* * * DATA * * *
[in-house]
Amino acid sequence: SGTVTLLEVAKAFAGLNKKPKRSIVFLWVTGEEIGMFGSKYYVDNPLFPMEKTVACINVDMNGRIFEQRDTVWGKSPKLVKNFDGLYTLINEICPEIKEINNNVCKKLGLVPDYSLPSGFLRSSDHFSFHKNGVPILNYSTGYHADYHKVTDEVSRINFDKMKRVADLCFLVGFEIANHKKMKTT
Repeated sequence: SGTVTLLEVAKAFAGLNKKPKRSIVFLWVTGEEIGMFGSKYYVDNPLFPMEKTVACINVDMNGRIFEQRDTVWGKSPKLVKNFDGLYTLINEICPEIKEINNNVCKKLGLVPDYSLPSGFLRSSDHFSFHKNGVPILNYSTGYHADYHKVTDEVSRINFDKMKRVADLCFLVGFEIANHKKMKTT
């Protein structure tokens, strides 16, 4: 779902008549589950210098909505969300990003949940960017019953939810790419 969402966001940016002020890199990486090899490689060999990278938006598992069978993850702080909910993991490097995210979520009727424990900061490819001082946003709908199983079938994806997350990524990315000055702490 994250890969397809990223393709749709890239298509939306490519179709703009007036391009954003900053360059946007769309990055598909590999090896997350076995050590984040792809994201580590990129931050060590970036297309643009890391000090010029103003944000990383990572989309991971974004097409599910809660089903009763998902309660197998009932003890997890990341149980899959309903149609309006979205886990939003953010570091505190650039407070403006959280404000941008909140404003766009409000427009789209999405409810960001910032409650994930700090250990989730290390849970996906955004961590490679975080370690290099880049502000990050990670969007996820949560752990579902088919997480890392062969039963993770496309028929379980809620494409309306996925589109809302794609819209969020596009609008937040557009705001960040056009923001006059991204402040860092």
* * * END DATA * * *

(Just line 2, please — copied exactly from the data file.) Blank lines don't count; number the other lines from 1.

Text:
Amino acid sequence: SGTVTLLEVAKAFAGLNKKPKRSIVFLWVTGEEIGMFGSKYYVDNPLFPMEKTVACINVDMNGRIFEQRDTVWGKSPKLVKNFDGLYTLINEICPEIKEINNNVCKKLGLVPDYSLPSGFLRSSDHFSFHKNGVPILNYSTGYHADYHKVTDEVSRINFDKMKRVADLCFLVGFEIANHKKMKTT